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Old 03-15-2010, 10:04 PM   #1
ALF
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Mar 2010
Houston
Posts: 55


I recently brewed for the first time in quite a while. Brewed a brown ale and everything seemed to turn out ok. I'm planning to brew the same beer again, but I really think my water is holding me back from brewing an above average beer. Here is what I have come up with using EZ water adjustment:

Starting Water (ppm):
Ca: 49.7
Mg: 6.75
Na: 39.7
Cl: 60
SO4: 3
CaCO3: 288

Mash / Sparge Vol (gal): 7.75 / 11.5
Dilution Rate: 0% 10%

Adjustments (grams) Mash / Boil Kettle:
CaCO3: 3.7 / 5.5
CaSO4: 0 / 0
CaCl2: 0.30 / 0.4
MgSO4: 4.3 / 6.4
NaHCO3: 6.8 / 0
NaCl: 2.3 / 0
HCL Acid: 0 / 0
Lactic Acid: 11.9 / 17.7 (phosphoric acid @ 85%???)

Mash Water / Total water (ppm):
Ca: 103 / 100
Mg: 20 / 20
Na: 133 / 75
Cl: 112 / 80
SO4: 60 / 60
CaCO3: 487 / 388

RA (mash only): 170 (19 to 24 SRM) BU:GU = 0.6
Cl to SO4 (total water): 1.33 (Malty)

Now for the stupid question(s) part of the program.

Does this water profile suit a brown ale?

I have been using a carbon filter for the water.
Will filtering have any effect on my starting water?
What effect will boiling have on my starting water?

With my water being so alkaline it looks as though quite a bit of Lactic acid is going to be needed.
Can I use phosphoric acid in place of lactic acid?
Will the measurement be the same or do I need to tweak something in the spreadsheet?

Thanks in advance

 
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Old 03-15-2010, 10:14 PM   #2
Bobby_M
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I'd go way simpler.


Starting Water (ppm):
Ca: 50
Mg: 7
Na: 40
Cl: 60
SO4: 3
CaCO3: 288

Mash / Sparge Vol (gal): 7.75 / 11.5
Dilution Rate: 0%

Adjustments (grams) Mash / Boil Kettle:
CaCO3: 0 / 0
CaSO4: 5 / 0
CaCl2: 0 / 0
MgSO4: 5 / 0
NaHCO3: 0 / 0
NaCl: 0 / 0
HCL Acid: 0 / 0
Lactic Acid: 0 / 0

Mash Water / Total water (ppm):
Ca: 89 / 66
Mg: 23 / 13
Na: 40 / 40
Cl: 60 / 60
SO4: 165 / 68
CaCO3: 288 / 288

RA (mash only): 211 (23 to 27 SRM)
Cl to SO4 (total water): 0.88 (Balanced)

There's no reason to use CaSO3 when your already need to lower RA. Note, the mash only additions there are keeping the RA low enough for a Brown while not overwhelming the total product with Ca or SO4.

Filtering will only cut Ca by a few PPM, don't even worry about it.
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Old 03-16-2010, 01:29 AM   #3
ALF
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Mar 2010
Houston
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Thanks for the input....Im all for keeping is simple

I may add a little CaCL to raise the CL:SO ratio.

Just ordered a scale and should be here before next brewday

 
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Old 03-16-2010, 03:35 PM   #4
MikeSzwaya
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On the surface, the water looks like it suits a dark brown ale. If you can drop your bicarbonate level by half, you'd have perfect water for a lighter one. I'd dilute by half and then add back CaCl2 to bring the Ca above 50.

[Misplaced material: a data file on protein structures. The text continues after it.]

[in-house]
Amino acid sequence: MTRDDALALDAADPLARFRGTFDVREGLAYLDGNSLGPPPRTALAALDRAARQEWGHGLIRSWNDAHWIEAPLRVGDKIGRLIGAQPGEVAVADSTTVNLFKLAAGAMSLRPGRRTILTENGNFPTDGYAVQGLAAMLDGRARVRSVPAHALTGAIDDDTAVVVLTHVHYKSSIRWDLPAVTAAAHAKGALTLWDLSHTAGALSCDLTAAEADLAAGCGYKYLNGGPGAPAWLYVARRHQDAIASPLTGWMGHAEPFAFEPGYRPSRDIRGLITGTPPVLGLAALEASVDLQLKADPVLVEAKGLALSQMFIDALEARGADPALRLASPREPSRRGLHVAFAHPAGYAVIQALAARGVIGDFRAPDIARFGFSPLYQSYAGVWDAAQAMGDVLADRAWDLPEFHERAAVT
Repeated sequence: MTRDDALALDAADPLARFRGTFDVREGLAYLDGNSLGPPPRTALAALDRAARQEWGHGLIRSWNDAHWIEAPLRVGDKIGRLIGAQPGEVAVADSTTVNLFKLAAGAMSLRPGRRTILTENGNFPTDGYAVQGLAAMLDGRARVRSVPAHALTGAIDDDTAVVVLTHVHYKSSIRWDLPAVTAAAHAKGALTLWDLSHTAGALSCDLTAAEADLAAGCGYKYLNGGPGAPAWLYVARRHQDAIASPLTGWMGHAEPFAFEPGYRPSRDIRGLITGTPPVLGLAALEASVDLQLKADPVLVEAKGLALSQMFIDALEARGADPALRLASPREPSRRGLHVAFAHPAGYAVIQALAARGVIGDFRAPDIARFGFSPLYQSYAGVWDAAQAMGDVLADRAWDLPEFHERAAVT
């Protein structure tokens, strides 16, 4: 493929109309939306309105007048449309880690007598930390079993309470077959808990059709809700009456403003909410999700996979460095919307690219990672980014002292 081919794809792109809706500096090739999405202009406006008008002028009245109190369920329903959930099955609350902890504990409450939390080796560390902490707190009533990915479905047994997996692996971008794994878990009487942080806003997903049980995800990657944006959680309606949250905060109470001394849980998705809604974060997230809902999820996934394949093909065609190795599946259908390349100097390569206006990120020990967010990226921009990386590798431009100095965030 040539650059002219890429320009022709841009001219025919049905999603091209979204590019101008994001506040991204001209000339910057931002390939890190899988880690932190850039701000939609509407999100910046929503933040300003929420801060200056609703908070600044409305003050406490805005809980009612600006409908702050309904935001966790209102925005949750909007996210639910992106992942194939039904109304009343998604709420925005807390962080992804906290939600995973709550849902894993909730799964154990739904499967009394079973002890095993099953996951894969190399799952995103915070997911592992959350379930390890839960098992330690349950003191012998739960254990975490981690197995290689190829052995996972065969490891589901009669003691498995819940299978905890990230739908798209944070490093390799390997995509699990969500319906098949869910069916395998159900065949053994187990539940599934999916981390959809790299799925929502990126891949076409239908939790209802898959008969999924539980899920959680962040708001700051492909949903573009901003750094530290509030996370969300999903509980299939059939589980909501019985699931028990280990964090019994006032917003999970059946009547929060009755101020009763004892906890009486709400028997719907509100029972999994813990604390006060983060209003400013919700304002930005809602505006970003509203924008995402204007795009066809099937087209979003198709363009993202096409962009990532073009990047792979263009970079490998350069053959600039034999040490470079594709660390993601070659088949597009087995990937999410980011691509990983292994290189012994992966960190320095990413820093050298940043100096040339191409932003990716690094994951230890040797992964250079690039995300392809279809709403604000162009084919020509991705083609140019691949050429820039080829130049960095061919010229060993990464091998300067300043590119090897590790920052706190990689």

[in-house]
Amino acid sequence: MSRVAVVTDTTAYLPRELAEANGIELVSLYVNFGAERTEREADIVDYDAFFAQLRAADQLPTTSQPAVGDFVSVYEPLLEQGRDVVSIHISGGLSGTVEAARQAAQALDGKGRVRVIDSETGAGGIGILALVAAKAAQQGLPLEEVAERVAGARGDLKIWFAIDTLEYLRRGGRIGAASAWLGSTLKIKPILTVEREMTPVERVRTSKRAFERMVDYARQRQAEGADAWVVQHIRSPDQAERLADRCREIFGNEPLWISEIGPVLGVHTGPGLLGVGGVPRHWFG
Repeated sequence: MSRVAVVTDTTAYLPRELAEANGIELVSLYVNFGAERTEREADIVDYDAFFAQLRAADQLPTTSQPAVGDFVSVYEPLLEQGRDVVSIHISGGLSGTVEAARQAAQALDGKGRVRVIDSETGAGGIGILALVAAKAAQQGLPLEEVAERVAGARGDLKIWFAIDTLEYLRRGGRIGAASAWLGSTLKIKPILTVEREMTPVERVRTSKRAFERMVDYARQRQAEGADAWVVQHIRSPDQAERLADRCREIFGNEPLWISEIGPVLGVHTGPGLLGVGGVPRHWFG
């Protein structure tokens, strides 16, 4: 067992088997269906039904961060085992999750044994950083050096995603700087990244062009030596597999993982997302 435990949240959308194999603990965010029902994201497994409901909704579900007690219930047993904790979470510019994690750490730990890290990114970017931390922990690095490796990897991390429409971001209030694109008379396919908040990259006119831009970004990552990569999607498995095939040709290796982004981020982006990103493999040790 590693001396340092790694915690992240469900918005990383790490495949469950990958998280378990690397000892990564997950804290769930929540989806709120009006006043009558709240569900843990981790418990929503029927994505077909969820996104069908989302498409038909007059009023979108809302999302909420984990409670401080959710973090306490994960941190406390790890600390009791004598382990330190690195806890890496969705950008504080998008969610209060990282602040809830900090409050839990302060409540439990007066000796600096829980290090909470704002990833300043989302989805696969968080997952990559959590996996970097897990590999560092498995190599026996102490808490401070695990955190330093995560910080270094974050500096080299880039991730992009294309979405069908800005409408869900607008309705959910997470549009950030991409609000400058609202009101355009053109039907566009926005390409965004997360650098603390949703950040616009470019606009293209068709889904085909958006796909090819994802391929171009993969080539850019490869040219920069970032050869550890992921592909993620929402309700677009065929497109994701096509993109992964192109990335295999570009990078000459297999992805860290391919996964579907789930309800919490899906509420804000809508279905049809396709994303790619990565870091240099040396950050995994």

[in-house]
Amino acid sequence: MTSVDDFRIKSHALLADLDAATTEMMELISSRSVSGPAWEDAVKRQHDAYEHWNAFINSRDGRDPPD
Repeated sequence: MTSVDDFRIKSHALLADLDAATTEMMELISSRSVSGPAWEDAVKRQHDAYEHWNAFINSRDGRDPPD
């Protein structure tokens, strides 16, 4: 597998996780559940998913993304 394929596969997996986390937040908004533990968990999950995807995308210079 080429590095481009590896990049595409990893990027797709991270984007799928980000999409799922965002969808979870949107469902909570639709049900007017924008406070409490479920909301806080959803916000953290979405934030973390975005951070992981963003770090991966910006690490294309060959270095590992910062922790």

However...

If your first batch turned out fair and *all* of your other parameters (mash temp., grain bill, sparge process, ingredient quality, yeast selection and management, fermentation process, handling and sanitation) are absolutely 100% spot-on, *then* I'd look at the water. But if it tastes fine, leave it alone.

In terms of improving beer quality, I'd look at those other issues way, way, way before I start tweaking something as minute as the Cl:SO ratio of my water.
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Old 03-16-2010, 05:06 PM   #5
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A 20:1 CL:SO4 is pretty out of whack no matter what. Of course a million other things can be jacked with a brewer's process, but at least he's identified one thing that can use improvement. Sure, fixing a fuel leak is more important then replacing four bald tires but...
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Old 03-16-2010, 11:05 PM   #6
ALF
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Mar 2010
Houston
Posts: 55

I do consider the water adjustment/treatment part of the process improvement, along with taking pH measurements, which is something I have never done before. But these seem to go hand in hand.

I'm not even sure of what the pH was of the Brown Ale in question was, but I'm sure it was way off because of the high alkalinity of my untreated water. Is there any way to estimate what the pH may have been? Water analysis reports my water as 7.7 pH.

I have always been very relaxed about the water treatment/pH part of the process. But I've decided that I really need to focus on this part of the process.

Mash temp and conversion has never been an issue for me as I have always been able to hit my temps within a few degrees....usually within +/- 1 deg F.

There is one part of the process that didnt go right during the last batch and that was the fermentation. Lag time was very long and the whole fermentation seemed to go very slow. Possible high wort pH?

 
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